Matt McCarten’s public revenge on exploitative employers
Utu. Noun: Revenge, vengeance, retaliation, payback, retribution, cost, price, wage, fee, payment, salary, reciprocity
Also.. compensation, recompense, reparation.
It’s a serene, sunny Sunday summer’s morning in the suburbs. Only birdsong and the odd lawnmower punctuate the serenity. Then a flame-red truck rolls around the corner and disgorges a uniformed squad of union activists, who leaflet-drop your neighbours, chant, sing, and organise a picket line at your front fence.
This, says, Matt McCarten, is utu. After three years of “plotting in the dark” since his exit from the Labour Party’s high command, this is his solution for worker exploitation.
The targets for his Sunday “church for sinners” will be the recalcitrant employers whom he cannot get to the negotiating table to hear complaints against them of bullying, sexual harassment and migrant exploitation.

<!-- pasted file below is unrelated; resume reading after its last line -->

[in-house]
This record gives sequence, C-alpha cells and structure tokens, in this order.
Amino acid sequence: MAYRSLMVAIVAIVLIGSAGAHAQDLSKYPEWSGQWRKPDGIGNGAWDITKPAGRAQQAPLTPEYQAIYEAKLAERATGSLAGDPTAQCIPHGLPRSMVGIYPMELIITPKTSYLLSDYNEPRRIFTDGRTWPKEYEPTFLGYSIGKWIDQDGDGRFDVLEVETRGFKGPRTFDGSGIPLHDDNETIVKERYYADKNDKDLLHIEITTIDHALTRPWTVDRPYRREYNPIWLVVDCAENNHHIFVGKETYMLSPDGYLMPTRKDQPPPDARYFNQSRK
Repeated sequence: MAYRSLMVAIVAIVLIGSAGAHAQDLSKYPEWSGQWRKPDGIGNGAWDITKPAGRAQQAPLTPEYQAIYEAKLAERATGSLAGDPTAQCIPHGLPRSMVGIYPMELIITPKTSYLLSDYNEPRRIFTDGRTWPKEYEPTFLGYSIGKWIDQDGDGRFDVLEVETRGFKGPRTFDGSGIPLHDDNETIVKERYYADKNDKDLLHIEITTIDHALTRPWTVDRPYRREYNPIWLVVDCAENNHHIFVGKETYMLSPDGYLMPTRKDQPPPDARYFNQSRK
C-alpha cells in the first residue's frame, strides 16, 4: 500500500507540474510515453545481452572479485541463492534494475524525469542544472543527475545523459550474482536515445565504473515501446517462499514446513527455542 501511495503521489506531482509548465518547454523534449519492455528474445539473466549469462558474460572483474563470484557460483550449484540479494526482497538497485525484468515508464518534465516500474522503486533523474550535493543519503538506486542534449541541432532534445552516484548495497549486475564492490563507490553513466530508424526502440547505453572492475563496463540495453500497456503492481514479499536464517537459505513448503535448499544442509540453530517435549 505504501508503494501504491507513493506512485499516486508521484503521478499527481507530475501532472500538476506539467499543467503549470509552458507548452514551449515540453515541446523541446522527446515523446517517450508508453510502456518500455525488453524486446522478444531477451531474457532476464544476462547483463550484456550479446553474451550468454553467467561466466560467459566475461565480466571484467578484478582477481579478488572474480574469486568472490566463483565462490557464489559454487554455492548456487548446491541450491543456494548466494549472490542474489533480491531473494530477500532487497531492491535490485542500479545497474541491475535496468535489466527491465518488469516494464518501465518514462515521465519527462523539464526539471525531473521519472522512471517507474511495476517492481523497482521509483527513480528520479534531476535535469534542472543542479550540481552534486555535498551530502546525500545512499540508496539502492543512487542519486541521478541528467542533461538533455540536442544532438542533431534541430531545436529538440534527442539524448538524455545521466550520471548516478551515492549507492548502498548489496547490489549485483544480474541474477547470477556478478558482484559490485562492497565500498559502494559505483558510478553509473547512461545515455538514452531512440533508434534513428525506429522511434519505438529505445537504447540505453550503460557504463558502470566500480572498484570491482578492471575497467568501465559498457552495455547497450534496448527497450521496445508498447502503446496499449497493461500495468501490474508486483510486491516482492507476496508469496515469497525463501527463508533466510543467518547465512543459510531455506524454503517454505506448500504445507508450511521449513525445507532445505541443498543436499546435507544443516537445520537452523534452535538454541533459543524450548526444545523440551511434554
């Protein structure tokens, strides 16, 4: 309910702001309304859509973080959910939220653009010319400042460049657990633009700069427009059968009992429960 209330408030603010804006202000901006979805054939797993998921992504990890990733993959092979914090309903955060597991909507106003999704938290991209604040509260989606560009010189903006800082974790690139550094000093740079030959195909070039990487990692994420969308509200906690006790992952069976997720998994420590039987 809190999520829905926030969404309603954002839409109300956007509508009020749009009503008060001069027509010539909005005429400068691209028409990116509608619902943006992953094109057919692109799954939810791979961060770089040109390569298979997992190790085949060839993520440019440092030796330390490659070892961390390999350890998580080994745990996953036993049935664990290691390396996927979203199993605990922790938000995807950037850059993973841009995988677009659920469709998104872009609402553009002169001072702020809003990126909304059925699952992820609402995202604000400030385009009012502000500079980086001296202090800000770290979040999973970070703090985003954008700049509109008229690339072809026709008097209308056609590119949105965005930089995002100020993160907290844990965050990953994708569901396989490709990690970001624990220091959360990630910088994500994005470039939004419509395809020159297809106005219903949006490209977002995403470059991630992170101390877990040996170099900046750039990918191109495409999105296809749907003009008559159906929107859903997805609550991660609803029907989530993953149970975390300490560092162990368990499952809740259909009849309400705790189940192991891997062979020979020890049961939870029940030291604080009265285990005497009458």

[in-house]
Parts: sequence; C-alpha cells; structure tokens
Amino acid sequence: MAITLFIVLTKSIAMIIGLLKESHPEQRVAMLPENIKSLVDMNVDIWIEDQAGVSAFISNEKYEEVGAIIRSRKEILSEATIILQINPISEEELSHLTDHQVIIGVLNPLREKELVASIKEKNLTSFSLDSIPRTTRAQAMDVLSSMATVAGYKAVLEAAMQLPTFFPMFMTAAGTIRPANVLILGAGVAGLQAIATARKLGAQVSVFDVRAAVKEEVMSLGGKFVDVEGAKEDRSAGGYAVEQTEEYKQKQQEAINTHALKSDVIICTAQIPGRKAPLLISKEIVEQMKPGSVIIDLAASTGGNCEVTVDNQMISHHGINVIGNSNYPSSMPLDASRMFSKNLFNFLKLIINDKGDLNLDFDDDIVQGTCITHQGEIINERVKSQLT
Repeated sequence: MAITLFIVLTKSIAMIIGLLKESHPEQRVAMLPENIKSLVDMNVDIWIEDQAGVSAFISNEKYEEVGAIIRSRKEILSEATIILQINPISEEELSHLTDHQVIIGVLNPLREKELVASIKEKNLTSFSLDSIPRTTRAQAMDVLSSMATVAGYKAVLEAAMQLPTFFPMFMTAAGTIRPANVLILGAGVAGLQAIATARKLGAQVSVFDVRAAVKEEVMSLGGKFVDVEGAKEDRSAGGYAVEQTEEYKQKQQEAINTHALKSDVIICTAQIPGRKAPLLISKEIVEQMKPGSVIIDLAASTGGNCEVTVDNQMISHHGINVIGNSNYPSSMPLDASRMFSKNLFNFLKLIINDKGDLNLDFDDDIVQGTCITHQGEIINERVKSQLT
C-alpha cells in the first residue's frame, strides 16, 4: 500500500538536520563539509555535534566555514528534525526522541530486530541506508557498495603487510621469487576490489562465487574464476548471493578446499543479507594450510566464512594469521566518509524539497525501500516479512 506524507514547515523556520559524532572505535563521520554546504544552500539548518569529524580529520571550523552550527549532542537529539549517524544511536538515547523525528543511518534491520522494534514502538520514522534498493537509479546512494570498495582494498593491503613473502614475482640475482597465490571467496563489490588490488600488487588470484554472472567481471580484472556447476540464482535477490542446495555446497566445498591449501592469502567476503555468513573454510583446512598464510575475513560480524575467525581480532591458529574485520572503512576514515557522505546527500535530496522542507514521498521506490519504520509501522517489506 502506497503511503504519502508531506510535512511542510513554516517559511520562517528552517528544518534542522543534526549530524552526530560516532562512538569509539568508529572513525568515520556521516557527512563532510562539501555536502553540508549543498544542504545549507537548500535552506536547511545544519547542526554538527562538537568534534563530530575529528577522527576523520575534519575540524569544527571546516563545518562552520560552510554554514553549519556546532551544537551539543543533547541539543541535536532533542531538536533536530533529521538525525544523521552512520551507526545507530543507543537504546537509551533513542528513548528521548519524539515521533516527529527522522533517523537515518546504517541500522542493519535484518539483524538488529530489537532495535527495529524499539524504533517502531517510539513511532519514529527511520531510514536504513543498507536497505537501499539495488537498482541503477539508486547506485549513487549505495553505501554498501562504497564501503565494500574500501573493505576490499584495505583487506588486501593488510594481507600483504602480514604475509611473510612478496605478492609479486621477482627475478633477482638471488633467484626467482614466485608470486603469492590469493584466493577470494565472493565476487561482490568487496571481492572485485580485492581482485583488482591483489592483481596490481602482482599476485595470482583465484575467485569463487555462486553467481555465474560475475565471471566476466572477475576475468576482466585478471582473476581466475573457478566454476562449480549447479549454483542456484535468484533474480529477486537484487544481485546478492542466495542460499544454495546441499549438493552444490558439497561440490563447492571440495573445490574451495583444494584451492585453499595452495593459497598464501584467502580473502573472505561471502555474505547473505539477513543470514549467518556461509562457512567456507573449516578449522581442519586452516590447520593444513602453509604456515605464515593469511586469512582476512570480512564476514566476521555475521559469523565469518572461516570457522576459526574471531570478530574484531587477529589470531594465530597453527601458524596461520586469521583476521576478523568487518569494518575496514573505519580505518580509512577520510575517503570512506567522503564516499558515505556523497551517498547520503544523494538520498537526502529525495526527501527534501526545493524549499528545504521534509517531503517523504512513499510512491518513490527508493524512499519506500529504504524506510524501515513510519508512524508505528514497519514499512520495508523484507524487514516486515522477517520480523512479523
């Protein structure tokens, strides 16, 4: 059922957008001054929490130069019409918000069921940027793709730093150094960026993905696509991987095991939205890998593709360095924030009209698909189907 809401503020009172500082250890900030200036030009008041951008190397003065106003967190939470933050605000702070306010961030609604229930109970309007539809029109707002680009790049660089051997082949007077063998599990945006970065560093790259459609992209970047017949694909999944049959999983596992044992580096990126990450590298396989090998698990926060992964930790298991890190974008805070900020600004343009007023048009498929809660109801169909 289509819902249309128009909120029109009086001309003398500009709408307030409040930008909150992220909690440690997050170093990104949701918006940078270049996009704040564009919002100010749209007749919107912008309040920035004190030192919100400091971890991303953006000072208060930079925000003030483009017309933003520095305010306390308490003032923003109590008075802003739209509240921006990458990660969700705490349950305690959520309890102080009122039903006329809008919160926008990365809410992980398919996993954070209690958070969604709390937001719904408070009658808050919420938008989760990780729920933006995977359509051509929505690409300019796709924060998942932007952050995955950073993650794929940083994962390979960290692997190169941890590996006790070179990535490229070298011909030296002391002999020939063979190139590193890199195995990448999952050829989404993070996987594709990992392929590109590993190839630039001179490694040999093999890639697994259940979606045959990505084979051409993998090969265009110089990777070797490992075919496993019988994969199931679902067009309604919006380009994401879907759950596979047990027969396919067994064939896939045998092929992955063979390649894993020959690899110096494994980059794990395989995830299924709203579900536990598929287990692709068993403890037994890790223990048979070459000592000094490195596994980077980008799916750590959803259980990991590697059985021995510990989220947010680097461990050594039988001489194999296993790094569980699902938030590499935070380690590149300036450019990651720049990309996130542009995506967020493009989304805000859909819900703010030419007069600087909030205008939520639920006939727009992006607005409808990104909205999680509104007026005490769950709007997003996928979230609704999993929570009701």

With a forensic IT expert and a private detective, he’s compiled a list of nine wealthy employers he’s accused of serious labour law breaches, and intends to protest outside all their homes before Christmas. “They are leeches, absolute leeches,” he says, “and they are destroying our country.
“We will directly focus on the criminal boss, and we will expose them, because I am sick of them all being able to do it in the dark.”
He’ll only do it when he’s absolutely certain, he says. Only when they’ve refused all entreaties to negotiate. Only when he knows they are guilty of serious exploitation, sexual harassment or bullying – and they’ve got the money to pay up for their crimes.
He’ll publish stories on Martyn Bradbury’s Daily Blog, use a social media team to disseminate it further, publish their names, photographs, home address and phone numbers. “I am going to be quite hardline on this,” he says, “and I know there will be some pushback.”
The words of a warrior back at the coalface. McCarten, former New Labour founder, Alliance Party president and leader, Mana and Maori Party insider, Labour party chief of staff and Unite Union creator has set up another union.